In a preferred embodiments, a thermal module may be used, that is either part of the different modules or separate but can be brought into spatial proximity to the modules. The thermal module can include both heating and/or cooling capability. Suitable thermal modules are described in U.S. Pat. Nos. 5,498,392 and 5,587,128, and WO 97/16561, incorporated by reference, and may comprise electrical resistance heaters, pulsed lasers or other sources of electromagnetic energy directed to the reaction chamber. It should also be noted that when heating elements are used, it may be desirable to have the reaction chamber be relatively shallow, to facilitate heat transfer; see U.S. Pat. No. 5,587,128. Adequate thermal insulation surrounding the different modules to may also be desired to prevent unintended cross-heating among the modules. Temperature control is useful and sometimes essential for optimizing conditions for various chemical reactions in these modules, as well as binding and elution of target analytes in the magnetic microchannel.
 In a preferred embodiment, the devices of the invention include at least one fluid pump. Pumps generally fall into two categories: “on chip” and “off chip”; that is, the pumps (generally electrode based pumps) can be contained within the device itself, or they can be contained on an apparatus into which the device fits, such that alignment occurs of the required flow channels to allow pumping of fluids.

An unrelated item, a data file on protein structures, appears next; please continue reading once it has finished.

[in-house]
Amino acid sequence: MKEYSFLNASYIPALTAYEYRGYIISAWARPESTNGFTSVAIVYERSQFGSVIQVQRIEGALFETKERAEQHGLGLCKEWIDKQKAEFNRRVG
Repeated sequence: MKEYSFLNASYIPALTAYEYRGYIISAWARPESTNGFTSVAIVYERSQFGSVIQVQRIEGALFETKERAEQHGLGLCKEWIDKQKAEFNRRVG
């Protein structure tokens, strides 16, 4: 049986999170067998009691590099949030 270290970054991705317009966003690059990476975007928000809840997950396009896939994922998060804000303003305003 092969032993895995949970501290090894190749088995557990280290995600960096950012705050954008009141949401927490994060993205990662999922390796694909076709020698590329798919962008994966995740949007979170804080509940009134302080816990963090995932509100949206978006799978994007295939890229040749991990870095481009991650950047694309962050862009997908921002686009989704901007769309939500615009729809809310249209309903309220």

In a preferred embodiment, the pumps are contained on the device itself. These pumps are generally electrode based pumps; that is, the application of electric fields can be used to move both charged particles and bulk solvent, depending on the composition of the sample and of the device. Suitable on chip pumps include, but are not limited to, electroosmotic (EO) pumps and electrohydrodynamic (EHD) pumps; these electrode based pumps have sometimes been referred to in the art as “electrokinetic (EK) pumps”. All of these pumps rely on configurations of electrodes placed along a flow channel to result in the pumping of the fluids comprising the sample components. As is described in the art, the configurations for each of these electrode based pumps are slightly different; for example, the effectiveness of an EHD pump depends on the spacing between the two electrodes, with the closer together they are, the smaller the voltage required to be applied to effect fluid flow. Alternatively, for EO pumps, the spacing between the electrodes should be larger, with up to one-half the length of the channel in which fluids are being moved, since the electrode are only involved in applying force, and not, as in EHD, in creating charges on which the force will act.